Otters, swans and sheep among animals killed on region’s major roads
- Credit: Archant
New data reveals the A14 is the deadliest road for animals in Suffolk and Essex – with dogs, cats, deer and badgers among the most common victims of roadkill.
New figures from Highways England reveal the A14 was responsible for 36% of the 67 recorded roadkill cases in 2018, up from 30% in 2017 – making it the deadliest road for animals in the region.
The data, obtained by a Freedom of Information request, shows an identical number of deaths on Suffolk and Essex roads in 2017 and 2018 – however it only covers cases from April 2017 onwards, meaning it is likely that more animals were killed in 2018 overall.
The majority of roadkill victims in both years were deer, with a total of 31 killed in 2018, up from 26 in 2017.
Meanwhile, a significant proportion of the total deaths were registered as ‘unknown’ species – meaning they were not identifiable by highways officers when removed from the roads.
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While the number of deer, swans and unknown species killed on the region’s highways increased in 2018, it was a better year for domestic pets – with cat and dog deaths down by almost 30%.
Of those animals that could be identified, among the most unusual roadkill victims were otters, swans, fox, sheep and horses.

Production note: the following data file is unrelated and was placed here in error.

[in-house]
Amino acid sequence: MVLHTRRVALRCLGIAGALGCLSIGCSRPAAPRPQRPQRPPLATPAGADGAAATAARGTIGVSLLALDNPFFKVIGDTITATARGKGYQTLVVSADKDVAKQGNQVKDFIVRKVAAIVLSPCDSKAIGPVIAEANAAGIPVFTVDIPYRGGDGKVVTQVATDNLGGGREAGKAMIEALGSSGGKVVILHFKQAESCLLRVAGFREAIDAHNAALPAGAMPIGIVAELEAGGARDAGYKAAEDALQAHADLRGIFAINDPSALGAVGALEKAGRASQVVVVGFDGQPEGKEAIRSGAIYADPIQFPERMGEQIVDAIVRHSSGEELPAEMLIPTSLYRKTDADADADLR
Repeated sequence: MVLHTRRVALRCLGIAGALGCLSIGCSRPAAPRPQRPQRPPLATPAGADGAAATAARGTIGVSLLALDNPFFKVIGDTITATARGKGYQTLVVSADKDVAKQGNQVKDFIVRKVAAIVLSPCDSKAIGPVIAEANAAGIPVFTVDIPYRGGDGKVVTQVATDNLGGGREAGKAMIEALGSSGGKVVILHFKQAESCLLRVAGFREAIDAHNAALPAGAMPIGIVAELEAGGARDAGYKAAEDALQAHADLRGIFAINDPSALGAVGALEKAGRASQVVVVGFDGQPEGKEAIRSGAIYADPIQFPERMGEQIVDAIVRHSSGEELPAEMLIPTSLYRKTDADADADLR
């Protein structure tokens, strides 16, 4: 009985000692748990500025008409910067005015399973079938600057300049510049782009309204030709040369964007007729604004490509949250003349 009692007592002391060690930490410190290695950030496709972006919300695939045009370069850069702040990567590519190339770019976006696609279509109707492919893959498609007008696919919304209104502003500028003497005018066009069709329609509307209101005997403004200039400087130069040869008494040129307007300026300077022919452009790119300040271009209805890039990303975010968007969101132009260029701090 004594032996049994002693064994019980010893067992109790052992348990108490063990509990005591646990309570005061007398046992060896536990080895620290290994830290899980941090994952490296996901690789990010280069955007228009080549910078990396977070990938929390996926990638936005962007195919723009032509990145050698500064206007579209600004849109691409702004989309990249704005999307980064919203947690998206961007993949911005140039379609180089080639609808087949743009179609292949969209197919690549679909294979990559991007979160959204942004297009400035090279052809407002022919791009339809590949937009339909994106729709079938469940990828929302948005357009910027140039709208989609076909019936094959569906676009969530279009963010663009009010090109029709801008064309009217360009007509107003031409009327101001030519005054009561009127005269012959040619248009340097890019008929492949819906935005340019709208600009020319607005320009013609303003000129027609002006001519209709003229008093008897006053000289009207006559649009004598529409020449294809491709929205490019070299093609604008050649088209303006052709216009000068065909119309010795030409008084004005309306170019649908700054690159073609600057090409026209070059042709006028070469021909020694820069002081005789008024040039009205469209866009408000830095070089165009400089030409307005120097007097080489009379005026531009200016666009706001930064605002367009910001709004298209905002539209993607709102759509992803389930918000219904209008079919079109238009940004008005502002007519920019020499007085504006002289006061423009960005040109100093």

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Explaining how the data was calculated, Highways England representative Mark Knight said: “Highways England maintains and operates the strategic road network in England. In Essex and Suffolk this includes the M11, A11, A12, A14, A47 and A120.
“Animals carcasses are only removed from our roads where they are likely to cause a safety concern and primarily where they are causing an obstruction in a live lane.
“We will routinely remove the carcasses of cats and dogs with the aim of returning them to their owners if they can be traced through microchip records.
“We only keep records of carcasses removed and we only hold information from the start of the current asset support contract on April 1, 2017.
“We record animal carcasses by species, where known, and the road from which it was removed, not by county. Therefore, the information provided below includes data for Norfolk and Cambridgeshire.”